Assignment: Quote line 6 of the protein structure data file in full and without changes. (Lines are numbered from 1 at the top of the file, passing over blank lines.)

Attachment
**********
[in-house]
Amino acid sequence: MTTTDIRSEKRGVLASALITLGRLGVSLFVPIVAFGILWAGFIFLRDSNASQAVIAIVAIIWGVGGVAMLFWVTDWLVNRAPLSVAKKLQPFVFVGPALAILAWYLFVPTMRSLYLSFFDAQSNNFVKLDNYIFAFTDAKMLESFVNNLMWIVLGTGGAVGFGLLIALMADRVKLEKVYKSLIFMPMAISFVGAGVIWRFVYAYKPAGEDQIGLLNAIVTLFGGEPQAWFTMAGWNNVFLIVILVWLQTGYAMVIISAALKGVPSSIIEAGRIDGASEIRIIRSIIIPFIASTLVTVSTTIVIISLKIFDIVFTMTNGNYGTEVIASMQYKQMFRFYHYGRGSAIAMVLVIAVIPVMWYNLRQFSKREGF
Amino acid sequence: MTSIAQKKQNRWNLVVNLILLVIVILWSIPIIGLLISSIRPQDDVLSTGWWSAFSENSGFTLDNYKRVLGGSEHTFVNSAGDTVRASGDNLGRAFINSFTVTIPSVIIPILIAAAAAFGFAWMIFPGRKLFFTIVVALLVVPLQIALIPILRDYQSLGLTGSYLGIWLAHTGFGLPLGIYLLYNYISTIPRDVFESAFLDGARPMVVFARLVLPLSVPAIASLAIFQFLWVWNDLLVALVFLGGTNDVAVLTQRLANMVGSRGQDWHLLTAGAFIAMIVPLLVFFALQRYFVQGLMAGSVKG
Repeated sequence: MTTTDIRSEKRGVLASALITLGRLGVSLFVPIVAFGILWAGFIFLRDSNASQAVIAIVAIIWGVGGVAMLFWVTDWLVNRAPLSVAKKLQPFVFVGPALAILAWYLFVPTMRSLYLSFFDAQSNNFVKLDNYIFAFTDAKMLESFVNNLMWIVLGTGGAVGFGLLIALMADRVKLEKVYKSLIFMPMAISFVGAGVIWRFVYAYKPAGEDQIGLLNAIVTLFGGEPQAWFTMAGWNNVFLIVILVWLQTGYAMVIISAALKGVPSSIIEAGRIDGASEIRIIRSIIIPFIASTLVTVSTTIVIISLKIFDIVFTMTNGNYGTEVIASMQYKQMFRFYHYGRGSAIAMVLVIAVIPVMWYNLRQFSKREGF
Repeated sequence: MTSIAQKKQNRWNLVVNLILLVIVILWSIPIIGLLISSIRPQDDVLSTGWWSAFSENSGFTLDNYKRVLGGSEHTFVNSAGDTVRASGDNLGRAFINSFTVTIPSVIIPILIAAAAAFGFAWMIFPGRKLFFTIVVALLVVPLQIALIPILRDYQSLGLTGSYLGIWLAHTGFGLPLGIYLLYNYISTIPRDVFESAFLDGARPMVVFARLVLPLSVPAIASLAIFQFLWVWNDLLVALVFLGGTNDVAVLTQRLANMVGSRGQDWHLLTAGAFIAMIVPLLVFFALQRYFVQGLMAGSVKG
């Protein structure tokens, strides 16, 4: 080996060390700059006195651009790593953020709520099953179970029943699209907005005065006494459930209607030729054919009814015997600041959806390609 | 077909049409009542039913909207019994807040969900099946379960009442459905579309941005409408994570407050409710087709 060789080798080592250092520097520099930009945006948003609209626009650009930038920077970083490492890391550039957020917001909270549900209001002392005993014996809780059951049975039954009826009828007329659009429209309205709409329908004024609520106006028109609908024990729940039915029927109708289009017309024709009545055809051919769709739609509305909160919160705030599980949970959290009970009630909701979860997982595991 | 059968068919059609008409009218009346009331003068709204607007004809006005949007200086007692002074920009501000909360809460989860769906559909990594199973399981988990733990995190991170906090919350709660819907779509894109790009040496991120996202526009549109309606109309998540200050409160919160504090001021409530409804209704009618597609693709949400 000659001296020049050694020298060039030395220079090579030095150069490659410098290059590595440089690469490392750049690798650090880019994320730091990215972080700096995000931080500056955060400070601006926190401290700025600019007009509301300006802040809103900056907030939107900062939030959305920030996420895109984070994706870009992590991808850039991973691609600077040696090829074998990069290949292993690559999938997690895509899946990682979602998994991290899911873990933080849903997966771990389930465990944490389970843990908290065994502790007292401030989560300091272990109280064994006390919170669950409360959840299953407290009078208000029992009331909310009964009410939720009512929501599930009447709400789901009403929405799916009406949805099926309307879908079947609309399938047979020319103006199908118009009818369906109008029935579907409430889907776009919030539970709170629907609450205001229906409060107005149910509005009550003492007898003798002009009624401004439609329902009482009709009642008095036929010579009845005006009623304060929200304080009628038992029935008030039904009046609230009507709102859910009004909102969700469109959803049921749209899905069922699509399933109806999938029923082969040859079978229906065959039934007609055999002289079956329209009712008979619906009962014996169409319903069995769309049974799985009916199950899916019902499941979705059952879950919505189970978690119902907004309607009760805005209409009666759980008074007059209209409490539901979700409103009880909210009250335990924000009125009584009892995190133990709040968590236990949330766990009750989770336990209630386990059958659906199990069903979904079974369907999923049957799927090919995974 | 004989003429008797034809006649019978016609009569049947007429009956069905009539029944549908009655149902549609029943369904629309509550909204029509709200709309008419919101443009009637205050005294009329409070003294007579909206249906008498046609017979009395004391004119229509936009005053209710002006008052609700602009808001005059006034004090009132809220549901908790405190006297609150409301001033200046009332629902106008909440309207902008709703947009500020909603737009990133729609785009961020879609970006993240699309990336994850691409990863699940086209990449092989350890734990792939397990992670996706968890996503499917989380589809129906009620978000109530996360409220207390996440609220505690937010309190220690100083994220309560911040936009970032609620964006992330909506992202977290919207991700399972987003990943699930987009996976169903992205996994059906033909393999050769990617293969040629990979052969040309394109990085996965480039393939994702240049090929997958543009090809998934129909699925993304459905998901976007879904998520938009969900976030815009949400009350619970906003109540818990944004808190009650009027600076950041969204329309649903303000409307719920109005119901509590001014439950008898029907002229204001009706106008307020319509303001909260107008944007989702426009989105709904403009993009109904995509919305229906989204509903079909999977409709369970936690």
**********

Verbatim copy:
């Protein structure tokens, strides 16, 4: 080996060390700059006195651009790593953020709520099953179970029943699209907005005065006494459930209607030729054919009814015997600041959806390609 | 077909049409009542039913909207019994807040969900099946379960009442459905579309941005409408994570407050409710087709 060789080798080592250092520097520099930009945006948003609209626009650009930038920077970083490492890391550039957020917001909270549900209001002392005993014996809780059951049975039954009826009828007329659009429209309205709409329908004024609520106006028109609908024990729940039915029927109708289009017309024709009545055809051919769709739609509305909160919160705030599980949970959290009970009630909701979860997982595991 | 059968068919059609008409009218009346009331003068709204607007004809006005949007200086007692002074920009501000909360809460989860769906559909990594199973399981988990733990995190991170906090919350709660819907779509894109790009040496991120996202526009549109309606109309998540200050409160919160504090001021409530409804209704009618597609693709949400 000659001296020049050694020298060039030395220079090579030095150069490659410098290059590595440089690469490392750049690798650090880019994320730091990215972080700096995000931080500056955060400070601006926190401290700025600019007009509301300006802040809103900056907030939107900062939030959305920030996420895109984070994706870009992590991808850039991973691609600077040696090829074998990069290949292993690559999938997690895509899946990682979602998994991290899911873990933080849903997966771990389930465990944490389970843990908290065994502790007292401030989560300091272990109280064994006390919170669950409360959840299953407290009078208000029992009331909310009964009410939720009512929501599930009447709400789901009403929405799916009406949805099926309307879908079947609309399938047979020319103006199908118009009818369906109008029935579907409430889907776009919030539970709170629907609450205001229906409060107005149910509005009550003492007898003798002009009624401004439609329902009482009709009642008095036929010579009845005006009623304060929200304080009628038992029935008030039904009046609230009507709102859910009004909102969700469109959803049921749209899905069922699509399933109806999938029923082969040859079978229906065959039934007609055999002289079956329209009712008979619906009962014996169409319903069995769309049974799985009916199950899916019902499941979705059952879950919505189970978690119902907004309607009760805005209409009666759980008074007059209209409490539901979700409103009880909210009250335990924000009125009584009892995190133990709040968590236990949330766990009750989770336990209630386990059958659906199990069903979904079974369907999923049957799927090919995974 | 004989003429008797034809006649019978016609009569049947007429009956069905009539029944549908009655149902549609029943369904629309509550909204029509709200709309008419919101443009009637205050005294009329409070003294007579909206249906008498046609017979009395004391004119229509936009005053209710002006008052609700602009808001005059006034004090009132809220549901908790405190006297609150409301001033200046009332629902106008909440309207902008709703947009500020909603737009990133729609785009961020879609970006993240699309990336994850691409990863699940086209990449092989350890734990792939397990992670996706968890996503499917989380589809129906009620978000109530996360409220207390996440609220505690937010309190220690100083994220309560911040936009970032609620964006992330909506992202977290919207991700399972987003990943699930987009996976169903992205996994059906033909393999050769990617293969040629990979052969040309394109990085996965480039393939994702240049090929997958543009090809998934129909699925993304459905998901976007879904998520938009969900976030815009949400009350619970906003109540818990944004808190009650009027600076950041969204329309649903303000409307719920109005119901509590001014439950008898029907002229204001009706106008307020319509303001909260107008944007989702426009989105709904403009993009109904995509919305229906989204509903079909999977409709369970936690």